Phantom of the Opera, Mamma Mia! and Legally Blonde may be off the menu as a strike by Broadway stagehands enters its 12th day. So how about Crime and Punishment?
Talks between striking stagehands and theater owners and producers broke down on Sunday and no new negotiations are scheduled, ensuring that some 25 productions will remain dark. In the meantime, visitors to New York have been venturing into the less familiar territory known as Off Broadway.
We have definitely seen a boost in ticket sales since the strike began, said Kelly Davis, a spokeswoman for the 59E59 theater, where a 90-minute adaptation of the Fyodor Dostoevsky novel has been playing to packed houses.
With eight exceptions -- including Young Frankenstein, the Disney musical Mary Poppins and a revival of George Bernard Shaw's Pygmalion starring Claire Danes -- most Broadway shows are shuttered.
Theaters are refunding tickets and tourists are scrambling to change plans. Some fans are turning to Off Broadway, smaller venues that are not on the Great White Way.
Same-day sales for Masked, a play about three Palestinian brothers written by Israeli playwright Ilan Hatsor, received a boost from the strike, a spokesman for the production said.
The same is true for Secret Order, a biomedical thriller about a young man who thinks he has found the cure to cancer, which opened at 59E59 on the same weekend that the strike began and played in previews to a packed house.
Secret Order executive producer Peter Tear said crowds were more diverse than usual.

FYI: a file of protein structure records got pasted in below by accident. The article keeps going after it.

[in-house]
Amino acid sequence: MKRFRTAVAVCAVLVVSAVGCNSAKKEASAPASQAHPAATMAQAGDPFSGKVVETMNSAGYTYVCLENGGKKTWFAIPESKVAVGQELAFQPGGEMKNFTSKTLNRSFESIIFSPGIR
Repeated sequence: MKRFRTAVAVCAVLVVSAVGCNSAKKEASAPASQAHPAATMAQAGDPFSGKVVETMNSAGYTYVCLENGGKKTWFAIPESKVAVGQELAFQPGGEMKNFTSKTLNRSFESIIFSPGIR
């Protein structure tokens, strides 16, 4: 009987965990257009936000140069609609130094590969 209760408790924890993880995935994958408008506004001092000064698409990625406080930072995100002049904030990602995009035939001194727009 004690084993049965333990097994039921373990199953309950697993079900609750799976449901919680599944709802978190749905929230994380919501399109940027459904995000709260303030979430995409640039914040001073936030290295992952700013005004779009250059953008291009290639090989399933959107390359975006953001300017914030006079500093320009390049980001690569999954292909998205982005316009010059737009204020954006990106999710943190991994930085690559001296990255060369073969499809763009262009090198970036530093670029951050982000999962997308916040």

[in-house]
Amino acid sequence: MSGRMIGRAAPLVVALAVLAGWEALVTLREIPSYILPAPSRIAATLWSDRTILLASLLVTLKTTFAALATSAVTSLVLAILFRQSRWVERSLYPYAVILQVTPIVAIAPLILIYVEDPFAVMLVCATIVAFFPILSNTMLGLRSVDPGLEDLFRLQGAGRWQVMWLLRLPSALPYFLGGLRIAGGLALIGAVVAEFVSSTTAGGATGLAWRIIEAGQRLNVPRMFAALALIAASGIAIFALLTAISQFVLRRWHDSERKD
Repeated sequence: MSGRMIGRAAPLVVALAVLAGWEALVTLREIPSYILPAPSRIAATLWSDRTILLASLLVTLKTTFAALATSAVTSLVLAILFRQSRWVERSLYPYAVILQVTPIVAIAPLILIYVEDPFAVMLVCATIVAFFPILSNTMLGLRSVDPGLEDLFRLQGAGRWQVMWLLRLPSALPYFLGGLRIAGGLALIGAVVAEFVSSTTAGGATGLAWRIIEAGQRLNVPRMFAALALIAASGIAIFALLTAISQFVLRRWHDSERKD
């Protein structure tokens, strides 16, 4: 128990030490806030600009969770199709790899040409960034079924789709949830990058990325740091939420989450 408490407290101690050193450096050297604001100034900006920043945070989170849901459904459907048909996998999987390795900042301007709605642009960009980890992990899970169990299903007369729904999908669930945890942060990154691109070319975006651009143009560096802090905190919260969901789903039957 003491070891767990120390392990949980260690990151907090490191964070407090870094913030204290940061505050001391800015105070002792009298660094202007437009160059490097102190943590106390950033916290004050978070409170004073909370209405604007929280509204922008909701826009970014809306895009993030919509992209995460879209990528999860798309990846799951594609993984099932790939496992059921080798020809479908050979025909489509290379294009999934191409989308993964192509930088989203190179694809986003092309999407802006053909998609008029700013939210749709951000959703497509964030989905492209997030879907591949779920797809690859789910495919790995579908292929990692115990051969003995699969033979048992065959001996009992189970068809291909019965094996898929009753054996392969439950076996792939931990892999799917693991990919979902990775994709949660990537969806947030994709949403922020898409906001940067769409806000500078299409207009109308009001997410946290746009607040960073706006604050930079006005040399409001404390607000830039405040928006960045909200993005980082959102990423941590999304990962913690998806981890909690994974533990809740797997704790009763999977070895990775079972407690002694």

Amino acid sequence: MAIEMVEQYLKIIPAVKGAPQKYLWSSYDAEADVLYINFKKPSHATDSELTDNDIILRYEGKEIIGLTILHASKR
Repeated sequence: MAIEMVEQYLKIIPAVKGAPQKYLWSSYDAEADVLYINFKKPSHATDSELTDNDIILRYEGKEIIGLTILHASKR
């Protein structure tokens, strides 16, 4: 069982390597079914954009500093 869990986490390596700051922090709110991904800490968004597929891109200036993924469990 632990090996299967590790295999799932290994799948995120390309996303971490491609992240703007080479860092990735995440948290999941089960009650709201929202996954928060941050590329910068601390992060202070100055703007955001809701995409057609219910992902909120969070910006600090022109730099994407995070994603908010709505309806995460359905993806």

Off Broadway musicals were also getting extra attention. Altar Boyz, about a Christian-themed boy band, is being offered as an alternative to better-known musicals.
The suburbs, too, are reaching out to frustrated theater fans. This week, the Westport Country Playhouse in Westport, Connecticut, an hour from New York City, announced a discount holiday package for its production of A Christmas Carol.
We want to keep theater in people's lives, Tazewell Thompson, Playhouse artistic director, told the Web site Westport Now. The Playhouse has all the production values of Broadway.
Michael Taylor, whose job it is to assist theater patrons looking for discounted tickets in Times Square, the heart of the theater district, now spends his days doling out the plot synopses of lesser-known plays and musicals.
They're all doing better because there's not much to choose from, he said. And the Off Broadway guys, they are delighted.
Off Broadway listings can be found on http://www.offbroadway.com/. (Editing by Daniel Trotta and Jackie Frank)